I had thought that the flower shop might occupy them for a bit longer but it was over in a flash and so we played old fashioned party games including ‘Nana Says’ and musical statues. Finally we played pass the parcel where each kid got a flower or fruit ring and a small packet of sweets – we did this in another room so that I was able to start laying out the cake and party tea.
I’d decorated the room with our wedding bunting and paper tissue flowers, some of which I’d bought, others we’d made at Blooms and Babes last year. I have also a great stash of vintage tableclothes from various family members and so on, which I rolled out and used to cover up the bookcases and table for a more neutral backdrop.
The cake was another thing that took me more time and organisation and where you could definitely save if you opted to buy one in some form. Pip and I are both mad fans of a plain vanilla cake but as I love baking so much I wanted to up my game a little this year. The last two years I’ve made my tried and tested version of the Hummingbird Bakery vanilla one but was inspired to up my game and try out Christina Tosi’s Momofuku Milk Bar Birthday Cake after watching Chef’s Table on Netflix last week. I adapted the recipe somewhat – if anyone is interested, I can do a separate post on the cake, as I was super pleased with how it turned out – creating a more British version of the all-American birthday cake that patisserie wonder Christina dreamt up. Pip’s face when she saw it was worth all the prep and planning, and I can’t wait to try out the original version on our trip to New York next weekend.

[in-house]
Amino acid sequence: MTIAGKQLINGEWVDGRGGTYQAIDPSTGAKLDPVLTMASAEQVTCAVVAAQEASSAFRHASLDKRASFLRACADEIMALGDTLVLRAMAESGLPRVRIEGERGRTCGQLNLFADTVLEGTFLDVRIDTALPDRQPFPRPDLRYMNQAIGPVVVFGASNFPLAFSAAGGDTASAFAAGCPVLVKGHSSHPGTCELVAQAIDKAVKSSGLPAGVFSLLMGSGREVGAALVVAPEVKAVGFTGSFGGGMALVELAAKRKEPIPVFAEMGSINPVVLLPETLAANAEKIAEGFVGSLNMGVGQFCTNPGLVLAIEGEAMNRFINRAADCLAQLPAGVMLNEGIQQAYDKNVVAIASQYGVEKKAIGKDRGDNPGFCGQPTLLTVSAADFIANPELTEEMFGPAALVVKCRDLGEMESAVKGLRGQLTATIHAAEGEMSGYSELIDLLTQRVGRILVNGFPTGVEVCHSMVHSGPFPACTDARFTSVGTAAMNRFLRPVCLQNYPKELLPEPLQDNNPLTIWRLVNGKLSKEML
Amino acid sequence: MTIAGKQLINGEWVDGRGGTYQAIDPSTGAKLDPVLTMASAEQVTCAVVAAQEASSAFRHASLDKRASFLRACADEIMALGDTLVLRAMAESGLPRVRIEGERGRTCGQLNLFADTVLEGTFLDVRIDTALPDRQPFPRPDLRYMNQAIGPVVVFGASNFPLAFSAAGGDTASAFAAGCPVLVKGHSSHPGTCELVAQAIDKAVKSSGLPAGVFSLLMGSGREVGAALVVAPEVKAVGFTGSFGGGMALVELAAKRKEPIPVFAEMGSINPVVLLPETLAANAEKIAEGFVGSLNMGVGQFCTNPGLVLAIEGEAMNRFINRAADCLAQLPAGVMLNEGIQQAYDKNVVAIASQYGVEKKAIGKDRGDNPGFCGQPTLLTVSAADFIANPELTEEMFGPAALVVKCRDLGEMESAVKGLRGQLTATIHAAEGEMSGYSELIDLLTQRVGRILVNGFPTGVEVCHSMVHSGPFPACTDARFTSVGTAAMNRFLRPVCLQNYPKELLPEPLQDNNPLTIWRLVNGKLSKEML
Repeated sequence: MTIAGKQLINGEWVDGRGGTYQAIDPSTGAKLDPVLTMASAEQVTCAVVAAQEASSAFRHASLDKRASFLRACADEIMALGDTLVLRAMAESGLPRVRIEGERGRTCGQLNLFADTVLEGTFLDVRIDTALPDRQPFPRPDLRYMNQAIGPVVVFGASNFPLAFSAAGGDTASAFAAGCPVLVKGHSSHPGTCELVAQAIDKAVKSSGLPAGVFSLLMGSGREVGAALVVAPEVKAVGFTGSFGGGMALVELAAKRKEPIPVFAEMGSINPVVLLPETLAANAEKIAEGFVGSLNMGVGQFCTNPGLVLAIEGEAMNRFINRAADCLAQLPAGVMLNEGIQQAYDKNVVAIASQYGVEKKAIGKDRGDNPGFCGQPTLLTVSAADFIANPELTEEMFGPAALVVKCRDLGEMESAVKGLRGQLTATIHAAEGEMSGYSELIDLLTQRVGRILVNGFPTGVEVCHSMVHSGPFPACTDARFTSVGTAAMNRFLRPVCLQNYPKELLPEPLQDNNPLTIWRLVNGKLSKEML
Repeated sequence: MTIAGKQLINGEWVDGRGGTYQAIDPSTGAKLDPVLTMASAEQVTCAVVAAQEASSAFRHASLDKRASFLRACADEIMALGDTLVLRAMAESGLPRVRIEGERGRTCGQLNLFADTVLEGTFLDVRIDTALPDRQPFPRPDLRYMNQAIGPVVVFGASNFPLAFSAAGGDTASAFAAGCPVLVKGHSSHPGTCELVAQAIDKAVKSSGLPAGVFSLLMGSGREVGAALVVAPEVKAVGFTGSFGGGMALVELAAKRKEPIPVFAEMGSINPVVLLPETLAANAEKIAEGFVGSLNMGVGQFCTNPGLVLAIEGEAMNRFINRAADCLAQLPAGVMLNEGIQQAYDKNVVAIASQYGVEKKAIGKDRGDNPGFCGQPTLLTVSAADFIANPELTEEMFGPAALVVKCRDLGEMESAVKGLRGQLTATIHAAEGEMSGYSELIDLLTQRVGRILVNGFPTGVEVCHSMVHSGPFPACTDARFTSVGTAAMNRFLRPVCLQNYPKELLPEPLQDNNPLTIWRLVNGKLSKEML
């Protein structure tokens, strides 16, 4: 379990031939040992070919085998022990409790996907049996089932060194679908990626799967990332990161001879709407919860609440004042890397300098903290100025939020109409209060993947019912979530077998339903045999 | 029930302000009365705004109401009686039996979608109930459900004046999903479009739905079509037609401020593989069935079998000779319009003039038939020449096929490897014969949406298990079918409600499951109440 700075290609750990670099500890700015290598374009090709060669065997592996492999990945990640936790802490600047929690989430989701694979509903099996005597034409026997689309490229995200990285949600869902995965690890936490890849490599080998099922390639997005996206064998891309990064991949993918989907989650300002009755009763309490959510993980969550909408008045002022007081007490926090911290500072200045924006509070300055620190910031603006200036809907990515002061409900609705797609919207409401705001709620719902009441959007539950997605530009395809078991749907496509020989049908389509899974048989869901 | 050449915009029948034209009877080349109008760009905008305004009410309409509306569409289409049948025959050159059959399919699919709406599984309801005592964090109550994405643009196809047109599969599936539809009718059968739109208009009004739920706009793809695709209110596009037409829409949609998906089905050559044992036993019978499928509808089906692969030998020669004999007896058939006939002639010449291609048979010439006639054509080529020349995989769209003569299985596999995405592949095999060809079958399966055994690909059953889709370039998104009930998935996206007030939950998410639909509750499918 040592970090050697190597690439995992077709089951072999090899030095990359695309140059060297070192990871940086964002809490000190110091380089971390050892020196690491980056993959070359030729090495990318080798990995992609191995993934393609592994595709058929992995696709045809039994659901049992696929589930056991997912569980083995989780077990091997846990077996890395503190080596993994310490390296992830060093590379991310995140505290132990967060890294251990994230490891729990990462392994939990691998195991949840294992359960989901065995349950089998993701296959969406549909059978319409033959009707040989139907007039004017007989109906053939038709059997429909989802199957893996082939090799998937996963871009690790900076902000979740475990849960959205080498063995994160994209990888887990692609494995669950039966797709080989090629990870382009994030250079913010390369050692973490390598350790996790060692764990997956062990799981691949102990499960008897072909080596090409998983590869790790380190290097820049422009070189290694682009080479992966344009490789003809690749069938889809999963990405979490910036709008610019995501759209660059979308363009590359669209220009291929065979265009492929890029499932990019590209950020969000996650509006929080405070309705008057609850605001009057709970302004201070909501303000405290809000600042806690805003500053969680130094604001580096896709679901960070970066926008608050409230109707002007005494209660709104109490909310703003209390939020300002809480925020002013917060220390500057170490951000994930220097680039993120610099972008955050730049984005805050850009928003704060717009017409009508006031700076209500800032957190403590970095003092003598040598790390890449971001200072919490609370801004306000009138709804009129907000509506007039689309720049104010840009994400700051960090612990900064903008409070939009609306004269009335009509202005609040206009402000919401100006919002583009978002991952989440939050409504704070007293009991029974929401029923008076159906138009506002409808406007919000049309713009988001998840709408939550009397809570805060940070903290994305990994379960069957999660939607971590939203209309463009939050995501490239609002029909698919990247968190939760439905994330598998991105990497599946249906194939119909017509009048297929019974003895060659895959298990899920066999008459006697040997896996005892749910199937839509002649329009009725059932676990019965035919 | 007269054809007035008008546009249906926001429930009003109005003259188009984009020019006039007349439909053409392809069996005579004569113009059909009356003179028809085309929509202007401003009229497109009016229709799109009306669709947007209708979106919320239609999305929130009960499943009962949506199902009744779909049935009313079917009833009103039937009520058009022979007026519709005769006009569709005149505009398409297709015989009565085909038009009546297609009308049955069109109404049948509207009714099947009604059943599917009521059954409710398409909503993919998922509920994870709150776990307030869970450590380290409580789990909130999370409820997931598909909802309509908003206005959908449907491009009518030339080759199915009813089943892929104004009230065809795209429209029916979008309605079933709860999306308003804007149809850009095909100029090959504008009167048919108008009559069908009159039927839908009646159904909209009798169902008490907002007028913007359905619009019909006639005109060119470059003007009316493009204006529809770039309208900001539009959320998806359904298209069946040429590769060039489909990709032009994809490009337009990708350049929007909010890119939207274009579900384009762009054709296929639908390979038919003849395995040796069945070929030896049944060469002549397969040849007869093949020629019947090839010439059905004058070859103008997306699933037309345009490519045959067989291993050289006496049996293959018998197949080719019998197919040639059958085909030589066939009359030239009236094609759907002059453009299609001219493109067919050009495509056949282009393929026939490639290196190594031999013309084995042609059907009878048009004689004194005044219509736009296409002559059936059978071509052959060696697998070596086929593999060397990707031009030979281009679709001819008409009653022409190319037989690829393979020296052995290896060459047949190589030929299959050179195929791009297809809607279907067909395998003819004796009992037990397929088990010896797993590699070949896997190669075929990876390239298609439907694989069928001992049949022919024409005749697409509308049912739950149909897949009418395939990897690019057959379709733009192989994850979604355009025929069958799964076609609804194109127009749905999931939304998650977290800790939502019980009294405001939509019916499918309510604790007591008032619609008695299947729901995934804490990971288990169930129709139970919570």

We served a pretty classic party tea: cake, crisps, party rings and both cucumber and smoked salmon sandwiches, which are Pip’s favourites. Drinks wise, I bought mini mason jars with floral lids and Liberty print Meri-Meri straws and served pink rose and elderflower cordial mixed with sparkling water, or apple juice. The kids behaved beautifully and the edible flowers went down a treat with all of the kids trying them as they ate their cake.
When it was time to go, each child took home their own flowers and a little party bag. Pip and I decided sending each person home with some edible flower seeds would be nice so they could grow their own edible flowers. I priced up getting them printed up – which would cost £1.20 each. Not bad at all, but I decided to try and create our own. Using little envelopes and creating artwork on Canva, I printed them out (after a lot of trial and error I eventually taped them to a guide sheet of A4) and we filled them with nasturtium seeds I bought in bulk and sealed them with a floral sticker. At 34p each, that worked out better for my pocket at least, if not my sanity! We popped in a couple of pots for growing seeds and a sweetie necklace for the journey home and Pip handed them out as she said goodbye to her guests.
If you’re interested, here is where I got the things: